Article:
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Palestine, area of the eastern Mediterranean region, comprising parts of modern Israel and the Palestinian territories of the Gaza Strip (along the coast of the Mediterranean Sea) and the West Bank (the area west of the Jordan River).The term Palestine has been associated variously and sometimes controversially with this small region, which some have asserted also includes Jordan.It is separated from the coastal plain by a longitudinal fosse and a belt of low hills of soft chalky limestone, about 5 to 8 miles (8 to 13 km) wide, known as Ha-Jordan Valley, which is approached with difficulty along the wadis Kelt and Mukallik.The Jordan Valley is a deep rift valley that varies in width from 1.5 to 14 miles (2.5 to 22 km).After Roman times the name had no official status until after World War I and the end of rule by the Ottoman Empire, when it was adopted for one of the regions mandated to Great Britain; in addition to an area roughly comprising present-day Israel and the West Bank, the mandate included the territory east of the Jordan River now constituting the Hashimite Kingdom of Jordan, which Britain placed under an administration separate from that of Palestine immediately after receiving the mandate for the territory.The name Palestine has long been in popular use as a general term to denote a traditional region, but this usage does not imply precise boundaries.The city of Jerusalem has expanded rapidly along the mountain ridges.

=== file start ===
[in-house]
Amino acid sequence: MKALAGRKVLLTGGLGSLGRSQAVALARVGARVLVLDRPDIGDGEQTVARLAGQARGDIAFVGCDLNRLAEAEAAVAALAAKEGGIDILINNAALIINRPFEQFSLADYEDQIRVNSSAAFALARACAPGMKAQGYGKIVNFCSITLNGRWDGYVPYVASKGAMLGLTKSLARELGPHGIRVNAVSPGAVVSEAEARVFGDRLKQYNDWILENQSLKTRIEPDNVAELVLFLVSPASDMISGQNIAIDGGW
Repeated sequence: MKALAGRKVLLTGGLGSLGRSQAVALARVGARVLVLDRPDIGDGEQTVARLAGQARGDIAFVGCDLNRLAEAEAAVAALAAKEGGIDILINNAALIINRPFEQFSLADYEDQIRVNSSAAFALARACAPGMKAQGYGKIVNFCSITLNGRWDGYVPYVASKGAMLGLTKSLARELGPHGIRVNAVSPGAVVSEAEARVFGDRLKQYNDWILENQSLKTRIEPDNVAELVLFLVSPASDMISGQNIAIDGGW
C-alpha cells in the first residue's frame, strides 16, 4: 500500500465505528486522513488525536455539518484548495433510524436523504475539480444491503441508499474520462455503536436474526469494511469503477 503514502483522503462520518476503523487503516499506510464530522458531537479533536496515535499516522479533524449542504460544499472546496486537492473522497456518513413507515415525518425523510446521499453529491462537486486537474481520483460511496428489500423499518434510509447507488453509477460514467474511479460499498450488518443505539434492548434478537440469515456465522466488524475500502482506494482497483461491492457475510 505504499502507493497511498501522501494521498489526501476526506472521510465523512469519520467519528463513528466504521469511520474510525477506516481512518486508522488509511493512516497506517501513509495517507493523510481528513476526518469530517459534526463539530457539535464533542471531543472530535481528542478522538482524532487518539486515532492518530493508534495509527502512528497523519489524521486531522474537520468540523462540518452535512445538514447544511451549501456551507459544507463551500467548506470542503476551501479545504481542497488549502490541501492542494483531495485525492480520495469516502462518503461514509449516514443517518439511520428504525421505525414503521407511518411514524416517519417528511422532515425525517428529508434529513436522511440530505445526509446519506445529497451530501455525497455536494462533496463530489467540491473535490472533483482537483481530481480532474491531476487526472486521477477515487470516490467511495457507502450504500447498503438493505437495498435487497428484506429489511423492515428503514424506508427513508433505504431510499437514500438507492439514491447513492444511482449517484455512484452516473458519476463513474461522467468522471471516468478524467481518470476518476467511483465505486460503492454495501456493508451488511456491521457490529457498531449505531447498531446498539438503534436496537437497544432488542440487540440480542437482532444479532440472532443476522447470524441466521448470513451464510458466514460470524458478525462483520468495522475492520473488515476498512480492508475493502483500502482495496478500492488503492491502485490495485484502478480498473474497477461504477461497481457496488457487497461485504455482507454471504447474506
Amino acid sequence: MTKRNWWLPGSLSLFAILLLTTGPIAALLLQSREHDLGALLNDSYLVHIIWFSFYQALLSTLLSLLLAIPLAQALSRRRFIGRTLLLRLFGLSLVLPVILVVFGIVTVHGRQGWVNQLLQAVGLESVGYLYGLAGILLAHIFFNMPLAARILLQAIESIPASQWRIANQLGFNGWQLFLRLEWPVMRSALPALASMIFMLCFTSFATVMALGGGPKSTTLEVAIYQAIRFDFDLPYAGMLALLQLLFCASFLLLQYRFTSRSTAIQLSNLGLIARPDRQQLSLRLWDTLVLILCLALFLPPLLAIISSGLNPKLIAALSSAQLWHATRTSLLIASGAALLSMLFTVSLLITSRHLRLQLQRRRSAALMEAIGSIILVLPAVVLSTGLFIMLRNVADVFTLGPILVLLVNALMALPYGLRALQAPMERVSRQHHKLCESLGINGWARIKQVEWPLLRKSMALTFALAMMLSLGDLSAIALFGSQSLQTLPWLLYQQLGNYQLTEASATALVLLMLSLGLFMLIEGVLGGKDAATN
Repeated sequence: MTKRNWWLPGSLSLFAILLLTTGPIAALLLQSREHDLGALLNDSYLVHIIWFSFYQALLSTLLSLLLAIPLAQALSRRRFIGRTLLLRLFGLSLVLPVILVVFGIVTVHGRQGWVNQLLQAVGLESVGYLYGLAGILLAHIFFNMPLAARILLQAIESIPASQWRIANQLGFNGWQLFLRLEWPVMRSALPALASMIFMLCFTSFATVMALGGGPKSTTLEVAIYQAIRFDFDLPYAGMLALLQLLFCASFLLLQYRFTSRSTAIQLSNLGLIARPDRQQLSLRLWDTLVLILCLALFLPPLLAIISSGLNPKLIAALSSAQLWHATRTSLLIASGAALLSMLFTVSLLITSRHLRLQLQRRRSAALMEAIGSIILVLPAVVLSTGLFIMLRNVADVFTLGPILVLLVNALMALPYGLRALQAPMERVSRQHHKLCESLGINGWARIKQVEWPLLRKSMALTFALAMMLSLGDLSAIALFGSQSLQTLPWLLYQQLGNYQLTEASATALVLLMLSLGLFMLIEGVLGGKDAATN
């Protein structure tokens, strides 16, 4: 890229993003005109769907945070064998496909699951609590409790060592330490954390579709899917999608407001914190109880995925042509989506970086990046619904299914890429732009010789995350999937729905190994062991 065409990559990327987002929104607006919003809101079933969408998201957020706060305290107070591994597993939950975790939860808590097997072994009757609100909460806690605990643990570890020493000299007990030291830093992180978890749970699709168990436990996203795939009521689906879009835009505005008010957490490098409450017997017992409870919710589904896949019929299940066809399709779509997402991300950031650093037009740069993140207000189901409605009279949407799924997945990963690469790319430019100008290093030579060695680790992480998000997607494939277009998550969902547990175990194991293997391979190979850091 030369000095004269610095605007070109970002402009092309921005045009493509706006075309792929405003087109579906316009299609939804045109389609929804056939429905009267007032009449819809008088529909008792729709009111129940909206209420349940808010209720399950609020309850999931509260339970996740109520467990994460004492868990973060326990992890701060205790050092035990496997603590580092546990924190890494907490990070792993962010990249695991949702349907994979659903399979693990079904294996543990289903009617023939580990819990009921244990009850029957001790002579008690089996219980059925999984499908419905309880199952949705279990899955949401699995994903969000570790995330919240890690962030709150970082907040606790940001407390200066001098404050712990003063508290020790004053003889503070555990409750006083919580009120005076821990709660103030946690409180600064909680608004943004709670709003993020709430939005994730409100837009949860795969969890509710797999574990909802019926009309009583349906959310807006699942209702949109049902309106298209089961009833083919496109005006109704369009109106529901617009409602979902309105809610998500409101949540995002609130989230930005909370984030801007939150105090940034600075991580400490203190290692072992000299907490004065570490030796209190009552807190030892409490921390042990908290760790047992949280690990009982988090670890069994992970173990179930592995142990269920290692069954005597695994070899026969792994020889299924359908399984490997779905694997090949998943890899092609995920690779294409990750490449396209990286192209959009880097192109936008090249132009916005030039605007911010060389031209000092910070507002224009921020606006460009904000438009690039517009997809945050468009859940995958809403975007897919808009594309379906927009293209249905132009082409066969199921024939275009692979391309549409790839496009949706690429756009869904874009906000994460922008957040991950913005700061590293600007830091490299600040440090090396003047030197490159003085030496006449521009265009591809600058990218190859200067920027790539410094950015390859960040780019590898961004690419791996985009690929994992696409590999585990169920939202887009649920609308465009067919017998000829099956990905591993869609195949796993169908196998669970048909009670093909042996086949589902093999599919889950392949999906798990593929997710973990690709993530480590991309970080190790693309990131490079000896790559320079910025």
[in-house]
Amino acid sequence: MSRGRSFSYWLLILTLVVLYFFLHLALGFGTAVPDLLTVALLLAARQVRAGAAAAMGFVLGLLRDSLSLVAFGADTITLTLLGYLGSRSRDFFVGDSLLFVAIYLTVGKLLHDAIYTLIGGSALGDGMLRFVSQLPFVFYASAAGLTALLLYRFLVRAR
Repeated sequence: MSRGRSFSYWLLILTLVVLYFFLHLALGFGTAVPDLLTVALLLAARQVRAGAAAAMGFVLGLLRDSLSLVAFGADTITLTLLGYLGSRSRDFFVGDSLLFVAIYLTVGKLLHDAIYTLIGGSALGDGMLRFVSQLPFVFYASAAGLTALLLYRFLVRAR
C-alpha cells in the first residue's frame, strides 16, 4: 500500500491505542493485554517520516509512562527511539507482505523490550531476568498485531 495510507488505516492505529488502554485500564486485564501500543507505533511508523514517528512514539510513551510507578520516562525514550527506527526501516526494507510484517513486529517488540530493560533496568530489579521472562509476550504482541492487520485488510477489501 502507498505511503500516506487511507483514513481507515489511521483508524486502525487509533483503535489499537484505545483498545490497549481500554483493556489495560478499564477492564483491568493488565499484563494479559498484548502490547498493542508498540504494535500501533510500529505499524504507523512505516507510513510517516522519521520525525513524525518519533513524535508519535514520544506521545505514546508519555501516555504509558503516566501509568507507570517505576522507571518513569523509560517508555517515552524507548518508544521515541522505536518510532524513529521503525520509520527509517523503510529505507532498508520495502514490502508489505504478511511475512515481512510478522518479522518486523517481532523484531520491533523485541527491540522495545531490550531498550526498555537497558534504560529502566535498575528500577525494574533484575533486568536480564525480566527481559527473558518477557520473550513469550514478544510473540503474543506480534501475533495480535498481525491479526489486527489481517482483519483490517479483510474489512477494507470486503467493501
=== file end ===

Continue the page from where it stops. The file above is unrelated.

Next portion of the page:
Descending to about 1,310 feet (400 metres) below sea level—the lowest land depth on the Earth’s surface—the valley is exceedingly dry and hot, and cultivation is restricted to irrigated areas or rare oases, as at Jericho or at ʿEn Gedi by the shore of the Dead Sea.
It is bounded by the Sinai Peninsula on the west and the northern extension of the Great Rift Valley on the east.
The social geography of modern Palestine, especially the area west of the Jordan River, has been greatly affected by the dramatic political changes and wars that have brought this small region to the attention of the world.
Its mountains—Carmel, Gilboaʿ, Aybāl (Ebal), and Al-Ṭūr (Gerizim)—are lower than those of Upper Galilee, while its basins, notably those of the ʿArrābah Plain and Nāblus, are wider and more gently contoured than their equivalents in Judaea.
Samaria is easily approached from the coast across the Plain of Sharon and from the Jordan by the Fāriʿah valley.The Negev, a desertlike region, is triangular in shape with the apex at the south.